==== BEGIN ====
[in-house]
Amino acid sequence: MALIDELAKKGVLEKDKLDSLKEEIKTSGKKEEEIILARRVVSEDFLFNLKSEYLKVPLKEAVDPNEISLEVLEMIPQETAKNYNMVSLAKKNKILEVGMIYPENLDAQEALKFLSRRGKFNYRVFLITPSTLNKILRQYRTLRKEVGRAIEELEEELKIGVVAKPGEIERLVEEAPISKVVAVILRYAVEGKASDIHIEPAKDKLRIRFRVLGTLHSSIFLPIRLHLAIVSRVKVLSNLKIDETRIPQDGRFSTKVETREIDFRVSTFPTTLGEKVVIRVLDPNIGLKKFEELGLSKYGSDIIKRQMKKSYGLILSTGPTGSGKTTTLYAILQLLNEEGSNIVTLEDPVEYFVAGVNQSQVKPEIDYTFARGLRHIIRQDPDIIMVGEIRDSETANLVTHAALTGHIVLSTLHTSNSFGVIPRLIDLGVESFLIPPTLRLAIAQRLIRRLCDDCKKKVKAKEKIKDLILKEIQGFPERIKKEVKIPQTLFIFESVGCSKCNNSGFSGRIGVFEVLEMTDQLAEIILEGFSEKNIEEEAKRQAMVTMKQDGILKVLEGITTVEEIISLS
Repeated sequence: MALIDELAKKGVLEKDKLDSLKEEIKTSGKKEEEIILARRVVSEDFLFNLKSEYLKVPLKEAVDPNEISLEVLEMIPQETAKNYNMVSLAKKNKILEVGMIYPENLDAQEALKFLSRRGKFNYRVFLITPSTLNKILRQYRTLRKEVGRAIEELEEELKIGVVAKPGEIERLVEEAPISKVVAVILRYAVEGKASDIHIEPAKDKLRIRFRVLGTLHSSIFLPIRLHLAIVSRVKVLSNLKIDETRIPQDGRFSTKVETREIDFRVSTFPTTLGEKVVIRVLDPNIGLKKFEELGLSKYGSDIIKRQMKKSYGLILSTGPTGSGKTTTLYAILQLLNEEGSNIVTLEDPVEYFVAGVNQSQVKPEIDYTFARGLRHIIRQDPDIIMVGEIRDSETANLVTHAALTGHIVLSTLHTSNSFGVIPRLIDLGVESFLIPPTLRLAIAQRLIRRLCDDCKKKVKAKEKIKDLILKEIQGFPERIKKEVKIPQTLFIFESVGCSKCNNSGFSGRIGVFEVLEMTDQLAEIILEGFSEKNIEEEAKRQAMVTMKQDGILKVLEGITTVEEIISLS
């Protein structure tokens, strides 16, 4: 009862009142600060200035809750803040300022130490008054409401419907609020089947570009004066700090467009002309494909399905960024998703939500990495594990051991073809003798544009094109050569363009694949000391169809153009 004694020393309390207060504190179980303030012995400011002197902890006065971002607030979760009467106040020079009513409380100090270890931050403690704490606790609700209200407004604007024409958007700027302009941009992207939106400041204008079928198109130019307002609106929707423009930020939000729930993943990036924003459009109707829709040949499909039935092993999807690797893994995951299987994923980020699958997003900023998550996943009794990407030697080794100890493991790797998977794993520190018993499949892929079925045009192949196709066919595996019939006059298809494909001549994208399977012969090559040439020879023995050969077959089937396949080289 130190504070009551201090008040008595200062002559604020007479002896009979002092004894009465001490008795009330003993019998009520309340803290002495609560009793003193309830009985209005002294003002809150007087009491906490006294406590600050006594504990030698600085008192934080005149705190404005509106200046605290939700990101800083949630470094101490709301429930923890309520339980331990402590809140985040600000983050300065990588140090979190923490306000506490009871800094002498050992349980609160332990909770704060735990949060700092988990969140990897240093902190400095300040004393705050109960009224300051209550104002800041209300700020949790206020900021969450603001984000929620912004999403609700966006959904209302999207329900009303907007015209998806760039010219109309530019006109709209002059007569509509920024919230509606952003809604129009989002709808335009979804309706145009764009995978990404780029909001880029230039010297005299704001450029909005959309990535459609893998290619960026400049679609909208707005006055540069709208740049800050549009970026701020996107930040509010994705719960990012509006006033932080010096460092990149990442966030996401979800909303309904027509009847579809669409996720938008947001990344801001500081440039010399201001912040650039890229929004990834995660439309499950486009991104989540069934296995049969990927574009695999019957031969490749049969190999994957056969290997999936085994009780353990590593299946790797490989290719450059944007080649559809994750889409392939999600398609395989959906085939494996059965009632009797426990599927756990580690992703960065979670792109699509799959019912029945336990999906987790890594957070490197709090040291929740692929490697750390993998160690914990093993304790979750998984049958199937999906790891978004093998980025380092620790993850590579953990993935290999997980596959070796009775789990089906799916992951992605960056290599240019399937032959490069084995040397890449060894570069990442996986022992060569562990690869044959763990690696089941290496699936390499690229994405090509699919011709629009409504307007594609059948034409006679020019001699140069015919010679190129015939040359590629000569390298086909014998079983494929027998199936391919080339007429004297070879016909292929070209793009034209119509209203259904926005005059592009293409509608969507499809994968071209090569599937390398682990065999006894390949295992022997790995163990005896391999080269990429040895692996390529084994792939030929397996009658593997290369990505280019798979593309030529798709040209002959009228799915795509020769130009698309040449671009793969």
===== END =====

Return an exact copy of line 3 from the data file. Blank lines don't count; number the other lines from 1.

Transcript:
Repeated sequence: MALIDELAKKGVLEKDKLDSLKEEIKTSGKKEEEIILARRVVSEDFLFNLKSEYLKVPLKEAVDPNEISLEVLEMIPQETAKNYNMVSLAKKNKILEVGMIYPENLDAQEALKFLSRRGKFNYRVFLITPSTLNKILRQYRTLRKEVGRAIEELEEELKIGVVAKPGEIERLVEEAPISKVVAVILRYAVEGKASDIHIEPAKDKLRIRFRVLGTLHSSIFLPIRLHLAIVSRVKVLSNLKIDETRIPQDGRFSTKVETREIDFRVSTFPTTLGEKVVIRVLDPNIGLKKFEELGLSKYGSDIIKRQMKKSYGLILSTGPTGSGKTTTLYAILQLLNEEGSNIVTLEDPVEYFVAGVNQSQVKPEIDYTFARGLRHIIRQDPDIIMVGEIRDSETANLVTHAALTGHIVLSTLHTSNSFGVIPRLIDLGVESFLIPPTLRLAIAQRLIRRLCDDCKKKVKAKEKIKDLILKEIQGFPERIKKEVKIPQTLFIFESVGCSKCNNSGFSGRIGVFEVLEMTDQLAEIILEGFSEKNIEEEAKRQAMVTMKQDGILKVLEGITTVEEIISLS